The cleaning and other services have totally collapsed. The machinery and vehicles are not working. In addition, the coworkers from the surrounding Sunni villages are not working as their villages are controlled by ISIS and are not able (even if we suppose they like) to come to Hamdaniya.

Migration

The tendency to migrate is there, and is expected to increase. Many families are not migrating now because they don’t have their cash in hand as it is in the banks. In addition, they are waiting to sell their properties before they depart. The properties market is frozen for now.

The future scenario

Depends on the political agreements/disagreements between Iraqi political powers. So far, the indicators are for more and deeper conflicts and disagreements between Shiites on the one side, and Sunnis and Kurds on the other side. However, it is not expected ISIS will try to expand the control to Nineveh Plain for the following reasons:

  • the Peshmerga will prevent such attempts

  • the Iraqi military pressure on ISIS in Tekrit will push ISIS to avoid such battles against Peshmerga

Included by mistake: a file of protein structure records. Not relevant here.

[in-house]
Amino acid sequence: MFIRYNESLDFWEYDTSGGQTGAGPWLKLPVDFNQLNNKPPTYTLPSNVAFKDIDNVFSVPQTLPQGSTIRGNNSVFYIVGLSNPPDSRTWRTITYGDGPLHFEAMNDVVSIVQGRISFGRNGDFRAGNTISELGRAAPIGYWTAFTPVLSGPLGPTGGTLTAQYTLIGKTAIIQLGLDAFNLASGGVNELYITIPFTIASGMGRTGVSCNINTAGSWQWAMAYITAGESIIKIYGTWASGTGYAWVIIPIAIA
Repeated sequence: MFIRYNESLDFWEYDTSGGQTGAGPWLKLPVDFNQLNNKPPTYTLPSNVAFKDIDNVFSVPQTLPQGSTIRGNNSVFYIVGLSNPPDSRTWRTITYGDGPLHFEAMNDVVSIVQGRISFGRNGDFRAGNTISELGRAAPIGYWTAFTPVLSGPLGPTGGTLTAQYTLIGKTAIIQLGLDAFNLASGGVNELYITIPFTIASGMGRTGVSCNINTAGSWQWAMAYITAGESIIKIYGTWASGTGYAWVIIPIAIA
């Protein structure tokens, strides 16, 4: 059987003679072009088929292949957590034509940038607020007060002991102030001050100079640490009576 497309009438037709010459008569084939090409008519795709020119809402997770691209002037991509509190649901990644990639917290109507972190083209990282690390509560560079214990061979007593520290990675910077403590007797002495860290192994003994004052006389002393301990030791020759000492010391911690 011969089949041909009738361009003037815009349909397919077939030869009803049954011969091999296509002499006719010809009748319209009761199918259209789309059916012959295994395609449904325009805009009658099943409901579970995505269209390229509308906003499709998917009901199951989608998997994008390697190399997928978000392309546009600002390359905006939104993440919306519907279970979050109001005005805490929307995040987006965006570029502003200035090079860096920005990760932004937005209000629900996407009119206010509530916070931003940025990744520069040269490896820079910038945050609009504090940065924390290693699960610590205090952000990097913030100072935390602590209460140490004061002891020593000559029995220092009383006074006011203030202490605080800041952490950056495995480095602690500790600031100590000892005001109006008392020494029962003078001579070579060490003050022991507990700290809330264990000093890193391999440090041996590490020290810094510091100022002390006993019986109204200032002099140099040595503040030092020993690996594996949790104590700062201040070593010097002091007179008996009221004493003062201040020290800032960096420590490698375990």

• the region is not an Arab or Sunni region to accept or cooperate with ISIS

In addition, many Sunni powers are in opposition to [Prime Minister] Al Maliki are in Erbil. This reduces the tension of Sunni areas against Kurdish and Peshmerga controlled regions.

Bartilla

The suffering is the same. Shiite Shabaks of Bartilla had already seized land and properties of Christians. The Iranian council was a regular visitor to Bartilla. All Shiite political parties have centers in Bartilla. This created a Sunni position against Bartilla.

The poverty is everywhere in Bartilla. However, hundreds of Shiite Shabaks from Mosul, Bartilla and surrounding villages fled to south of Iraq to the Shiite provinces of Najaf, Karbala, etc. This plan to flee the Sunni region and to be hosted in southern Shiite provinces is a clear solid indicator on how deep the conflict is, and how long it will take. No one is expecting the Shiites of Mosul and Nineveh Plain, now fleeing to the south of Iraq, will return.

Water needs of Bartilla

The alternative in Bartilla is to install units to purify the water they can get from the existing wells. They asked for two units to be installed in two of the wells they have in the church property. Lacking the drinking water, electricity, medicines, etc., has increased cases of disease.

Bashiqa and Bahzany

The same problems: Some 210 displaced Christian families from Mosul are hosted by the church. This is good but it is an extra burden upon the church, whose resources are limited. The solution of the water problem in Bashiqa is to provide a tanker to transport the water from the existing wells.

Keep Iraq’s suffering church and people in your prayers.

Archdeacon Emanuel Youkhana



Tags: Iraq Violence against Christians Iraqi Christians War Iraqi Refugees